Apple Inc. took the wraps off a mobile application that can collect and analyze users' health data, part of a suite of new features outlined for its computing and mobile software, at its annual developers' conference on Monday.
Called "Healthkit," it will pull together data such as blood pressure and weight, collected by a growing plethora of healthcare apps on the iPhone or iPad, Apple executives told developers.
The company will work in tandem with Nike Inc., a major player in fitness tracking, and the Mayo Clinic on the new feature, which will be included with the latest versions of Apple's mobile software.
"That information lives in silos," said Craig Federighi, Apple's senior vice president of software engineering. "You can't get a single comprehensive picture."
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Apple, which will discuss new software features with the thousands of developers gathered in San Francisco this week, did not elaborate on Healthkit's features and capabilities.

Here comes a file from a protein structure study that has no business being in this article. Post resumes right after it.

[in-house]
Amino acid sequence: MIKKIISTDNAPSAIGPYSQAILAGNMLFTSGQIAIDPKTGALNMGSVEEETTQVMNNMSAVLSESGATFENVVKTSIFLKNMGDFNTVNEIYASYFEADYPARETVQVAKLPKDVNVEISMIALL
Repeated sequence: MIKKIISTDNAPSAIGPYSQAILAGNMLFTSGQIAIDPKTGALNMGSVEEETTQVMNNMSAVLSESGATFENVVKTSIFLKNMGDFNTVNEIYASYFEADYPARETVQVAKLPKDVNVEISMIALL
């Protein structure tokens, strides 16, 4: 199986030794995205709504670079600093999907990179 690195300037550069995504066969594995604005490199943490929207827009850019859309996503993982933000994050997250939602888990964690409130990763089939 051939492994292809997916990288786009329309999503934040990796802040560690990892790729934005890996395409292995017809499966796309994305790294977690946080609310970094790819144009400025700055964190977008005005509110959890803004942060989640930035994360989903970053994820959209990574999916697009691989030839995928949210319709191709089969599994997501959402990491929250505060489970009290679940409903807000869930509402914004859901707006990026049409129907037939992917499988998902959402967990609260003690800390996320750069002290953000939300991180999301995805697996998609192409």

The news follows arch-rival Samsung Electronics Co. Ltd.'s announcement last week of a mobile health-data store called SAMI (Samsung Architecture Multimodal Interactions).
It is unclear how Apple will promote Healthkit. Samsung plans to market SAMI by hosting a developer challenge and setting aside a $50 million fund for early-stage digital health entrepreneurs.
Monday's event in downtown San Francisco, an annual pilgrimage of sorts for the large and growing Apple developer community, was short of major surprises.
Apple has one of the most dedicated software communities in the tech industry, with more than 9 million registered developers. Every year, the iPhone maker and rival Google Inc, whose Android mobile devices comprise an estimated four-fifths of all smartphones sold globally, show the latest software enhancements to thousands of prospective developers.
Chief Executive Tim Cook, opening Apple's conference on Monday, said the iPhone maker has sold more than 800 million mobile devices. Some 130 million customers bought their first Apple mobile device in the past 12 months, he added.
Apple described how its latest "Yosemite" Mac software, which comes on the heels of its well-reviewed "Mavericks" release, will come with a new Internet storage application, and allow users to pick up calls and see text messages relayed to iPhones.
Computer users would also be able to call up maps, search for information or look up documents by typing directly onto their home screens.